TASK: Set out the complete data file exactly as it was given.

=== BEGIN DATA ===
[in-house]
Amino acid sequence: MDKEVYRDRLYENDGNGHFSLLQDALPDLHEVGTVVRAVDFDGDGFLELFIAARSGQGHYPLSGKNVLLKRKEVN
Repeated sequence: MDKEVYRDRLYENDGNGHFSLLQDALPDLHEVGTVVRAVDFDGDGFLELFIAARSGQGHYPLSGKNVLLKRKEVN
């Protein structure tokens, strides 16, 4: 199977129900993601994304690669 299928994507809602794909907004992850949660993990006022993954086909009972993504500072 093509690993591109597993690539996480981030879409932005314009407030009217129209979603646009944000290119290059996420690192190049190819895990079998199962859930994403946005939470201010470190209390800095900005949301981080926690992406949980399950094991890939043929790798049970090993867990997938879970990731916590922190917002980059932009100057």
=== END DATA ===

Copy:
[in-house]
Amino acid sequence: MDKEVYRDRLYENDGNGHFSLLQDALPDLHEVGTVVRAVDFDGDGFLELFIAARSGQGHYPLSGKNVLLKRKEVN
Repeated sequence: MDKEVYRDRLYENDGNGHFSLLQDALPDLHEVGTVVRAVDFDGDGFLELFIAARSGQGHYPLSGKNVLLKRKEVN
């Protein structure tokens, strides 16, 4: 199977129900993601994304690669 299928994507809602794909907004992850949660993990006022993954086909009972993504500072 093509690993591109597993690539996480981030879409932005314009407030009217129209979603646009944000290119290059996420690192190049190819895990079998199962859930994403946005939470201010470190209390800095900005949301981080926690992406949980399950094991890939043929790798049970090993867990997938879970990731916590922190917002980059932009100057």